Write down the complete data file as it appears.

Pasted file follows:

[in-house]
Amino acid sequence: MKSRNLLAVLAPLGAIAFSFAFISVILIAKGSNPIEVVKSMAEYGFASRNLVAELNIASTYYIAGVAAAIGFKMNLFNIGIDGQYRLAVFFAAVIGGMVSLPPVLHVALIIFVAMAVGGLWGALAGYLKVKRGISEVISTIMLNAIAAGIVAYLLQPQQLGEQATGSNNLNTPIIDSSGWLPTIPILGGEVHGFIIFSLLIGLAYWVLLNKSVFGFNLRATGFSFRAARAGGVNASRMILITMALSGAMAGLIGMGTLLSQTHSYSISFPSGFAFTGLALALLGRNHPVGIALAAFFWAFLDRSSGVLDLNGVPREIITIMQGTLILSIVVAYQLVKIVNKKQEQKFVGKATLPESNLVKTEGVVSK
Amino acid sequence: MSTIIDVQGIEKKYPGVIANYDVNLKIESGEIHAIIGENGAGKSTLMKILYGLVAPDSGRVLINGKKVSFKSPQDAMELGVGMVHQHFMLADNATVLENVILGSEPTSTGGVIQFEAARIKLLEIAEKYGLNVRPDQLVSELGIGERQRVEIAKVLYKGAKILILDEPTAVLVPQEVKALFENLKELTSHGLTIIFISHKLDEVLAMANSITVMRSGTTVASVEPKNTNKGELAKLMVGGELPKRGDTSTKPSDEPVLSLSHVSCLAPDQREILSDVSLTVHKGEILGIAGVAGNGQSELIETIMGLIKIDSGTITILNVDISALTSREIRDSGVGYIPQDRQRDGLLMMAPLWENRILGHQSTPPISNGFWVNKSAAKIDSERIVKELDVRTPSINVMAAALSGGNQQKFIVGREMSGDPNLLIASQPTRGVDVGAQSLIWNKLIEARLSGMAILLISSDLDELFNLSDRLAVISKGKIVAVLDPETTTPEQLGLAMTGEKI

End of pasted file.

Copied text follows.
[in-house]
Amino acid sequence: MKSRNLLAVLAPLGAIAFSFAFISVILIAKGSNPIEVVKSMAEYGFASRNLVAELNIASTYYIAGVAAAIGFKMNLFNIGIDGQYRLAVFFAAVIGGMVSLPPVLHVALIIFVAMAVGGLWGALAGYLKVKRGISEVISTIMLNAIAAGIVAYLLQPQQLGEQATGSNNLNTPIIDSSGWLPTIPILGGEVHGFIIFSLLIGLAYWVLLNKSVFGFNLRATGFSFRAARAGGVNASRMILITMALSGAMAGLIGMGTLLSQTHSYSISFPSGFAFTGLALALLGRNHPVGIALAAFFWAFLDRSSGVLDLNGVPREIITIMQGTLILSIVVAYQLVKIVNKKQEQKFVGKATLPESNLVKTEGVVSK
Amino acid sequence: MSTIIDVQGIEKKYPGVIANYDVNLKIESGEIHAIIGENGAGKSTLMKILYGLVAPDSGRVLINGKKVSFKSPQDAMELGVGMVHQHFMLADNATVLENVILGSEPTSTGGVIQFEAARIKLLEIAEKYGLNVRPDQLVSELGIGERQRVEIAKVLYKGAKILILDEPTAVLVPQEVKALFENLKELTSHGLTIIFISHKLDEVLAMANSITVMRSGTTVASVEPKNTNKGELAKLMVGGELPKRGDTSTKPSDEPVLSLSHVSCLAPDQREILSDVSLTVHKGEILGIAGVAGNGQSELIETIMGLIKIDSGTITILNVDISALTSREIRDSGVGYIPQDRQRDGLLMMAPLWENRILGHQSTPPISNGFWVNKSAAKIDSERIVKELDVRTPSINVMAAALSGGNQQKFIVGREMSGDPNLLIASQPTRGVDVGAQSLIWNKLIEARLSGMAILLISSDLDELFNLSDRLAVISKGKIVAVLDPETTTPEQLGLAMTGEKI